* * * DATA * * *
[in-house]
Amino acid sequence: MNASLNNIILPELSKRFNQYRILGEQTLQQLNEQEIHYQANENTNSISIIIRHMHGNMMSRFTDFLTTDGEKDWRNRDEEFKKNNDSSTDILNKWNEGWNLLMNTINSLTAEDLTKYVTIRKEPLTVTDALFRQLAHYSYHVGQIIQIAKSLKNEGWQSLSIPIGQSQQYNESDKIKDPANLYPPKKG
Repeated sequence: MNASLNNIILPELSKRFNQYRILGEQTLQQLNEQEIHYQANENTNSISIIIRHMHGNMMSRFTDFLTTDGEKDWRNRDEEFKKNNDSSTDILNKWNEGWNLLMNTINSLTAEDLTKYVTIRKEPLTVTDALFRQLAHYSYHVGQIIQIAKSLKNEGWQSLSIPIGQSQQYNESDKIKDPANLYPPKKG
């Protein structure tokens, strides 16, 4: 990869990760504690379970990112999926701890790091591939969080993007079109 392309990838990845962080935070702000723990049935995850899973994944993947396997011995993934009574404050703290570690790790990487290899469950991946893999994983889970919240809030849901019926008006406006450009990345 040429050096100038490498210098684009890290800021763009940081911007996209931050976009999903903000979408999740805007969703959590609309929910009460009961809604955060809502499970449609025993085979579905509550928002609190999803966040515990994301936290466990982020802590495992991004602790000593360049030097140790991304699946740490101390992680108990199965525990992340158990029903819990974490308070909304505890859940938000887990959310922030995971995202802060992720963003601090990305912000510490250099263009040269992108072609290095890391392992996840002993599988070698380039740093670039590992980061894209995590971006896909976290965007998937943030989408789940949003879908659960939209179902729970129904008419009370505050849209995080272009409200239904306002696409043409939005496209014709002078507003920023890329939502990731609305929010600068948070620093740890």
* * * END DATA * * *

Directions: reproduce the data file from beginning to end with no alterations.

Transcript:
[in-house]
Amino acid sequence: MNASLNNIILPELSKRFNQYRILGEQTLQQLNEQEIHYQANENTNSISIIIRHMHGNMMSRFTDFLTTDGEKDWRNRDEEFKKNNDSSTDILNKWNEGWNLLMNTINSLTAEDLTKYVTIRKEPLTVTDALFRQLAHYSYHVGQIIQIAKSLKNEGWQSLSIPIGQSQQYNESDKIKDPANLYPPKKG
Repeated sequence: MNASLNNIILPELSKRFNQYRILGEQTLQQLNEQEIHYQANENTNSISIIIRHMHGNMMSRFTDFLTTDGEKDWRNRDEEFKKNNDSSTDILNKWNEGWNLLMNTINSLTAEDLTKYVTIRKEPLTVTDALFRQLAHYSYHVGQIIQIAKSLKNEGWQSLSIPIGQSQQYNESDKIKDPANLYPPKKG
């Protein structure tokens, strides 16, 4: 990869990760504690379970990112999926701890790091591939969080993007079109 392309990838990845962080935070702000723990049935995850899973994944993947396997011995993934009574404050703290570690790790990487290899469950991946893999994983889970919240809030849901019926008006406006450009990345 040429050096100038490498210098684009890290800021763009940081911007996209931050976009999903903000979408999740805007969703959590609309929910009460009961809604955060809502499970449609025993085979579905509550928002609190999803966040515990994301936290466990982020802590495992991004602790000593360049030097140790991304699946740490101390992680108990199965525990992340158990029903819990974490308070909304505890859940938000887990959310922030995971995202802060992720963003601090990305912000510490250099263009040269992108072609290095890391392992996840002993599988070698380039740093670039590992980061894209995590971006896909976290965007998937943030989408789940949003879908659960939209179902729970129904008419009370505050849209995080272009409200239904306002696409043409939005496209014709002078507003920023890329939502990731609305929010600068948070620093740890």